How retailers can protect against security breaches

May 12, 2015
Taking simple precautions and using advanced POS systems can provide a solid defense

When you swipe your card to pay at a store, how safe is your data? According to Symantec, the security of your data varies greatly depending on the sophistication of the payments system of the retailer you’re visiting. Outdated point of sale systems are notoriously insecure and, according to Symantec, are particularly vulnerable due to a lack of encryption and reliance on outdated software.

Symantec recently released its annual Security Threat Report, which unveiled shocking statistics about the state of security in retail. The report revealed that 11 percent of all security breaches happened in retail; the only field harder hit by security breaches was the health care industry. Even more unnerving, the percentage of breaches in which sensitive financial information was exposed doubled to 36 percent, and the retail sector was responsible for 59 percent of all identities exposed in 2014. Any retailer who’s been hit with a security breach knows that it’s not only financially costly, but it also negatively harms a merchant’s reputation among consumers—and that can have repercussions for years, as both Target and Home Depot have experienced.

These statistics are, simply put, unsettling at best and terrifying at worst. When merchants hear of this data, it’s no surprise that they’re wondering what they can do to make their point of sale systems more secure and hacker-proof. With consumers increasingly expecting retailers to accept different payment options while ensuring all of their data is secure, how can a retailer balance the need for security with providing world class customer service?

In addition to updating to an advanced payments system, there are tangible steps that merchants can take to ensure the highest levels of security to protect their patrons’ privacy.  

  • Don’t store credit card information in the front-end of your point of sale system. So long as a credit card system is in place, thieves will attempt to hack it. Storing credit card data in the front-end of your system leaves cardholders’ data vulnerable to being hacked. 
  • Do not store credit card information in the cloud. Data in the cloud is also susceptible to hackers. Moreover, while many payments systems communicate between the point of sale and the cloud, find a provider that uses security certificates.
  • Make sure that credit card information goes directly from the card swipe into the payment processor. How do you implement steps one and two above? By keeping your POS out of reach altogether. A P2PE-certified device prevents attacks by sending encrypted card data directly from the card swipe into the payment processor. None of the customer’s information even touches the point of sale or the cloud.
  • If you have to store credit card information, tokenize it. Tokenization creates a unique encrypted token the first time a credit card is swiped. The next time the customer comes in and makes a purchase, the token will be charged rather than the credit card, precluding the need to re-swipe or send it to the processor.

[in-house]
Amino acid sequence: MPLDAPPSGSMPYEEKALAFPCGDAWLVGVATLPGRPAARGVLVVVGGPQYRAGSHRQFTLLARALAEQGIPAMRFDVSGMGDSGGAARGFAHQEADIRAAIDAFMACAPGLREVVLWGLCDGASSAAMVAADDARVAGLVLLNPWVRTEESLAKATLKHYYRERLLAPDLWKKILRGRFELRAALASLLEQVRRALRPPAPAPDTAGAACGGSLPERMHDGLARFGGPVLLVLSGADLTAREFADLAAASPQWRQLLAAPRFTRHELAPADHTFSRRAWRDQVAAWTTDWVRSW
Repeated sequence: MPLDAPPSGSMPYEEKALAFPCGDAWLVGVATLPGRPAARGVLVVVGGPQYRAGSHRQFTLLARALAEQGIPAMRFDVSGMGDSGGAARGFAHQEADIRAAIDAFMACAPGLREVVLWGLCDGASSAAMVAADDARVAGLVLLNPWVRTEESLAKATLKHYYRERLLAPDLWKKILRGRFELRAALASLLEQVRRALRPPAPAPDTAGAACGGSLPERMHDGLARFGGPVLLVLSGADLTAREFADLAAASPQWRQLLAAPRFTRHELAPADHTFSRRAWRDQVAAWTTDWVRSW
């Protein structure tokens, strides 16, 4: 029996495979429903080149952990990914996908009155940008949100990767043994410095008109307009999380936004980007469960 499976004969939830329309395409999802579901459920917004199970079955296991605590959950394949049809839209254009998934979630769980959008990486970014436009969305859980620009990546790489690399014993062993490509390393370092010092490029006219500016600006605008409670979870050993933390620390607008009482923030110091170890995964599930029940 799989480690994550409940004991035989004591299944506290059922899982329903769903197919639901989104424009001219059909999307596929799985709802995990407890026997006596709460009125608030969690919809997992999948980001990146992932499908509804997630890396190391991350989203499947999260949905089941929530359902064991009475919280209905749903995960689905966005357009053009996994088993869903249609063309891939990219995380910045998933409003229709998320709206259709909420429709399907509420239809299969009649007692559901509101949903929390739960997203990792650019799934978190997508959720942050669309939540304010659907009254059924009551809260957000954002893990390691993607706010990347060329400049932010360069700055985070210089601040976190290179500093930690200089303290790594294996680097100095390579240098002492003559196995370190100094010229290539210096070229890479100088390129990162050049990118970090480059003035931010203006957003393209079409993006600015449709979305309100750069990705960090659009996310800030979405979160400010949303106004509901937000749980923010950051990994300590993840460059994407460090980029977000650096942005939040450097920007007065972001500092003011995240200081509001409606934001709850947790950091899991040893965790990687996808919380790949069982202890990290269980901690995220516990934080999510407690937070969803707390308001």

• Use POS security features that help you identify theft. Many point of sale security features are widely unused by smaller merchants, who could ultimately save millions of dollars by investing in fraud mitigation technology. Look for solutions that mitigate risk by tracking the sales personnel who login to process transactions via video and passwords.

In its Threat Report, Symantec also highlighted the important role that federal standards play in protecting consumers’ data. The Europay, Mastercard and Visa (EMV) standard is accelerating globally, with 70 percent of terminals deployed outside of the US using the EMV standard, but this has been slower to catch on here at home. The EMV standard reduces fraud through chip-enabled cards and a chip-enabled terminals, which are far less vulnerable to hacks than the traditional magnetic strip cards. The chip-enabled standard is significantly more secure, and retailers who don’t adopt this standard are putting themselves and their shoppers at risk.

In addition to making transactions safer for consumers, EMV also shifts the liability to merchants and issuers for fraudulent transactions. For example, retailers using non-EMV compliant devices assume all liability for any transactions that are found to be fraudulent. This could be hugely expensive for retailers’ bottom lines and reputations should they not adopt EMV-compliant solutions soon. Retailers should start making the shift to EMV well in advance of the October deadline to avoid a fire drill.

By choosing an advanced payments system that has stringent security standards in place and adopting EMV standards, retailers can ensure the highest levels of security for their consumers’ data and success in their businesses moving forward.

About the Author: Chris Ciabarra is co-founder and CTO of Revel Systems.